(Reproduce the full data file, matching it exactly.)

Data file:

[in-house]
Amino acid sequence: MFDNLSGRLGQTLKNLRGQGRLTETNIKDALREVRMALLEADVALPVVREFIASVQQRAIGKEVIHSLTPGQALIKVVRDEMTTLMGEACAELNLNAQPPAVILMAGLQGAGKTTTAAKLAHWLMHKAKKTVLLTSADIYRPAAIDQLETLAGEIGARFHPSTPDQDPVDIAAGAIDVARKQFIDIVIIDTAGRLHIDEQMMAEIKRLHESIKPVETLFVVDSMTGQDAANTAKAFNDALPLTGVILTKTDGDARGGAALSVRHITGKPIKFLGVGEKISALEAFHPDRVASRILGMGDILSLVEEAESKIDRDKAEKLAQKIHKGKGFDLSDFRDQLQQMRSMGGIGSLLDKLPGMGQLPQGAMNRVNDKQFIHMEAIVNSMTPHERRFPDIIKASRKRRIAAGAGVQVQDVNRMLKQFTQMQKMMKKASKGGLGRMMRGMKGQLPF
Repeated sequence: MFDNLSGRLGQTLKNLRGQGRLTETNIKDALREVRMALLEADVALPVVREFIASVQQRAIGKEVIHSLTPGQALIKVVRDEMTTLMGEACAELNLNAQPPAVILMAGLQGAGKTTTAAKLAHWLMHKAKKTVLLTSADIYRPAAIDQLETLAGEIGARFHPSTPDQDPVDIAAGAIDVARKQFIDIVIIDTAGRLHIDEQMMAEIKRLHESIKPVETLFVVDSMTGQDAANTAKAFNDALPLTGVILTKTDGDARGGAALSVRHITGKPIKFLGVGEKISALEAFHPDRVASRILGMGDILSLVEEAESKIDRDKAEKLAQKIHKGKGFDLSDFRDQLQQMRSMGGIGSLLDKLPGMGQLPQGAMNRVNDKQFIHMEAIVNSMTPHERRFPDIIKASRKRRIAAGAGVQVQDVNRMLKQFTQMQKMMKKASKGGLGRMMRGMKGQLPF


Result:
[in-house]
Amino acid sequence: MFDNLSGRLGQTLKNLRGQGRLTETNIKDALREVRMALLEADVALPVVREFIASVQQRAIGKEVIHSLTPGQALIKVVRDEMTTLMGEACAELNLNAQPPAVILMAGLQGAGKTTTAAKLAHWLMHKAKKTVLLTSADIYRPAAIDQLETLAGEIGARFHPSTPDQDPVDIAAGAIDVARKQFIDIVIIDTAGRLHIDEQMMAEIKRLHESIKPVETLFVVDSMTGQDAANTAKAFNDALPLTGVILTKTDGDARGGAALSVRHITGKPIKFLGVGEKISALEAFHPDRVASRILGMGDILSLVEEAESKIDRDKAEKLAQKIHKGKGFDLSDFRDQLQQMRSMGGIGSLLDKLPGMGQLPQGAMNRVNDKQFIHMEAIVNSMTPHERRFPDIIKASRKRRIAAGAGVQVQDVNRMLKQFTQMQKMMKKASKGGLGRMMRGMKGQLPF
Repeated sequence: MFDNLSGRLGQTLKNLRGQGRLTETNIKDALREVRMALLEADVALPVVREFIASVQQRAIGKEVIHSLTPGQALIKVVRDEMTTLMGEACAELNLNAQPPAVILMAGLQGAGKTTTAAKLAHWLMHKAKKTVLLTSADIYRPAAIDQLETLAGEIGARFHPSTPDQDPVDIAAGAIDVARKQFIDIVIIDTAGRLHIDEQMMAEIKRLHESIKPVETLFVVDSMTGQDAANTAKAFNDALPLTGVILTKTDGDARGGAALSVRHITGKPIKFLGVGEKISALEAFHPDRVASRILGMGDILSLVEEAESKIDRDKAEKLAQKIHKGKGFDLSDFRDQLQQMRSMGGIGSLLDKLPGMGQLPQGAMNRVNDKQFIHMEAIVNSMTPHERRFPDIIKASRKRRIAAGAGVQVQDVNRMLKQFTQMQKMMKKASKGGLGRMMRGMKGQLPF